You’ll be prompted to type and verify a new password for the user. Once that’s complete, restart NGINX with the command:

sudo systemctl restart nginx

Create Your First Repository

It’s time to create your first repository. Since we just created the user, jack, we’ll stick with that. Remember, however, to create a repository using the same name as you did when you created the new user account.

To create the new repository, change into the git directory with the command:

cd /var/www/html/git

Now create the repository with the command:

sudo mkdir jack.git

Change into this new directory with the command:

cd jack.git

Now we’ll initialize the repository with the command:

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sudo git --bare init

Next, we want to update the Git server, so it’s aware of the changes. Issue the command:

sudo git update-server-info

Change the ownership of the new repository with the command:

sudo chown -R www-data:www-data .

Change the permissions of the repository with the command:

sudo chmod -R 755 .

Connect to the Repository

It’s finally time to connect a desktop to the repository. Move to another machine on your network. If that machine doesn’t have git installed, do so now. If the machine is a Linux workstation, you can install git with one of the following commands (first for Debian-based distributions and second for Red Hat-based distributions):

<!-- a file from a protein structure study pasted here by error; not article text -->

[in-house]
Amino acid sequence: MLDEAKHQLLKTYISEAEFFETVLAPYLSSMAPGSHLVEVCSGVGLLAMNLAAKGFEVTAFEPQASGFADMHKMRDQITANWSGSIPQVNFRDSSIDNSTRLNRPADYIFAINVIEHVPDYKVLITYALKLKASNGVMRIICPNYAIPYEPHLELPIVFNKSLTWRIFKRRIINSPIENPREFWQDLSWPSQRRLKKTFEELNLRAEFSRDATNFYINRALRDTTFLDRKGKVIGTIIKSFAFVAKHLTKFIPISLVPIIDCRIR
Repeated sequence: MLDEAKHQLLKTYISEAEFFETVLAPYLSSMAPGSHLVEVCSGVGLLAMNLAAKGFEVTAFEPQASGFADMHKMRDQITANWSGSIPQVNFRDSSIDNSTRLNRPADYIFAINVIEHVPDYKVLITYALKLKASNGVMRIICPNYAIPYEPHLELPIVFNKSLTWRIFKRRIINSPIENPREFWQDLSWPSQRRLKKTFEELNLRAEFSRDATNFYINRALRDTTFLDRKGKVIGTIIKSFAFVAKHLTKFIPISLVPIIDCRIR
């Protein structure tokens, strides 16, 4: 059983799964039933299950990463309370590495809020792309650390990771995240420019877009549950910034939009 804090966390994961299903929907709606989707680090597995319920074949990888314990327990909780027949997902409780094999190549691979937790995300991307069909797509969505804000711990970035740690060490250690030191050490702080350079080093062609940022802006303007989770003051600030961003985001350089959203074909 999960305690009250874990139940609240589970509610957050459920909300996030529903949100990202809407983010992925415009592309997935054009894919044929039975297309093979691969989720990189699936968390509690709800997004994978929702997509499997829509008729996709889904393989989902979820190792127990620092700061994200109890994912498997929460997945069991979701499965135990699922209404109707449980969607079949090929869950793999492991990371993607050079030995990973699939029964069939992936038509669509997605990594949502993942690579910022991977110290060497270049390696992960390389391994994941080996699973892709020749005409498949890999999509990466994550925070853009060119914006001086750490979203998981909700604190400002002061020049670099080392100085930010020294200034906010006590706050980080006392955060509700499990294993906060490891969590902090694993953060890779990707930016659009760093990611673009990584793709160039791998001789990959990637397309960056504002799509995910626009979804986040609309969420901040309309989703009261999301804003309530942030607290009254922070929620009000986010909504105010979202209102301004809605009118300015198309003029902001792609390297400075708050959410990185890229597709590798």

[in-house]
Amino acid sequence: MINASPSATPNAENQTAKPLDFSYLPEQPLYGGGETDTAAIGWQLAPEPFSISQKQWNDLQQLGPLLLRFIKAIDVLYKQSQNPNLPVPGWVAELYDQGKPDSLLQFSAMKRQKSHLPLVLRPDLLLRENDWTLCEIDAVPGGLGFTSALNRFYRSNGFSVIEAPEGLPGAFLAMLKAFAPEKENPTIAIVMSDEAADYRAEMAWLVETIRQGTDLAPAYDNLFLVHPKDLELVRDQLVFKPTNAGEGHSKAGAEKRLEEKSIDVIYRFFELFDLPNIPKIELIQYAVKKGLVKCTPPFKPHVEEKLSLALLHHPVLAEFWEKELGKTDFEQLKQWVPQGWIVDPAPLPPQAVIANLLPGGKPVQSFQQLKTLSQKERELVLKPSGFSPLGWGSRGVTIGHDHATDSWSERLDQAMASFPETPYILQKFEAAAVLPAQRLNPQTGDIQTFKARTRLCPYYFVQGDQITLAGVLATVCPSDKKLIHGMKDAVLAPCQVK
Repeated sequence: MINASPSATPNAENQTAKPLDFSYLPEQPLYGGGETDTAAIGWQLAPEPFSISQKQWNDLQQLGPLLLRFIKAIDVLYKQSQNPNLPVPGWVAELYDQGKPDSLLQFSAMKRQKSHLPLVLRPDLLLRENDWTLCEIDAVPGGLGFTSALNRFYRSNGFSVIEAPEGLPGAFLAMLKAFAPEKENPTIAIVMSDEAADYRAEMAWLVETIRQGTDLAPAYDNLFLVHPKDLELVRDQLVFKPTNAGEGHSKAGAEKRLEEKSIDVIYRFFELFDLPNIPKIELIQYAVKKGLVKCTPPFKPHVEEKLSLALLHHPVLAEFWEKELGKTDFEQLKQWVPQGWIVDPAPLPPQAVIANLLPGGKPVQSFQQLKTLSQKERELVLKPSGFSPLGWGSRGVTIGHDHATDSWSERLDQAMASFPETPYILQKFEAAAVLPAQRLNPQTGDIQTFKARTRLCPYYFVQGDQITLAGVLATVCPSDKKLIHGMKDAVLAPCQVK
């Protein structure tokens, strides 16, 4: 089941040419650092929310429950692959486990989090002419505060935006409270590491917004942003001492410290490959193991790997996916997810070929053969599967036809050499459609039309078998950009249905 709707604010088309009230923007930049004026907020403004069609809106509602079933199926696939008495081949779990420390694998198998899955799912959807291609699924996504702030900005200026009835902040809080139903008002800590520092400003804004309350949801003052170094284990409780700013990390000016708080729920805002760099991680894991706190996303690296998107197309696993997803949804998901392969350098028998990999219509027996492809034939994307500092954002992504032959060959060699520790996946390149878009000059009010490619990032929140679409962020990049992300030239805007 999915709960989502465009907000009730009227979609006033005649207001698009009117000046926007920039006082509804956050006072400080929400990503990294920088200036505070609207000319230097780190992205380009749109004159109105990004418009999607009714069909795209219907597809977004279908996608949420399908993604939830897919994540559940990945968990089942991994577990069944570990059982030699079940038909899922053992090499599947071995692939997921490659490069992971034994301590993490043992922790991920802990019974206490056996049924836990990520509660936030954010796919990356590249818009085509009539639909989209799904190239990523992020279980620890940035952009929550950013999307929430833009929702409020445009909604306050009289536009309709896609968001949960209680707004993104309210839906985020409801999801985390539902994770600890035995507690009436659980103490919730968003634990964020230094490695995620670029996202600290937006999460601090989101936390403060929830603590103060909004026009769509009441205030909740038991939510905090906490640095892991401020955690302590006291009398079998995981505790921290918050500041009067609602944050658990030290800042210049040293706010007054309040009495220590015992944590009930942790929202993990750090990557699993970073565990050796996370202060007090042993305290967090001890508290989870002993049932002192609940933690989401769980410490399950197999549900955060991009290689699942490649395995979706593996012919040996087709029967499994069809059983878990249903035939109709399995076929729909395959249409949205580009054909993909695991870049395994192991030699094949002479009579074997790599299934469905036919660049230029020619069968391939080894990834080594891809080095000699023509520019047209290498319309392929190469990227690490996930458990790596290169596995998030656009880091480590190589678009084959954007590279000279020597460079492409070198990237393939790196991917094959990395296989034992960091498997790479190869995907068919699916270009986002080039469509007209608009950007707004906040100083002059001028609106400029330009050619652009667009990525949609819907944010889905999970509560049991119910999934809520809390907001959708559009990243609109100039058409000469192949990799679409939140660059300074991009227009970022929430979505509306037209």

sudo apt-get install git -y

sudo dnf install git

I’m going to demonstrate the next steps on a Ubuntu Linux desktop machine. If you’re using a different platform, some of the steps will vary.

Create a local repository with the command:

mkdir ~/testproject

Change into that new repository with the command:

cd ~/testproject

Initialize the repository with the command:

git init

Add the origin (taken from our HTTP Git Server) with the command:

git remote add origin http://[email protected]_IP/jack.git

Where SERVER_IP is the IP address of the HTTP Git Server hosting server.

Create some test directories and files. First create the directories with the command:

mkdir test1 test2 test3

Next, create test files with the command:

touch test1/testing1 test2/testing2 test3/testing3

We can now add those files to git with the command:

git add .

Commit the changes with the command:

git commit -a -m "Test directories and files added."

Push all of the new content to the server with the command:

git push origin master

Clone the New Repository

With the new repositories uploaded to the server, go to yet another machine on your LAN (one with Git installed) and clone the new repository with the command:

git clone [email protected]_IP:/var/www/html/jack.git

You will be prompted for the user password you created. Upon successful authentication, git will clone the repository and you should see a new directory (in this case, jack) in your current working directory.

That’s all there is to setting up your own Git repository server on your LAN. HTTP Git Server is an outstanding solution for developers looking to host their own repositories. Give this a try and see if it doesn’t wind up your goto choice for local Git hosting.

Feature image via Pixabay.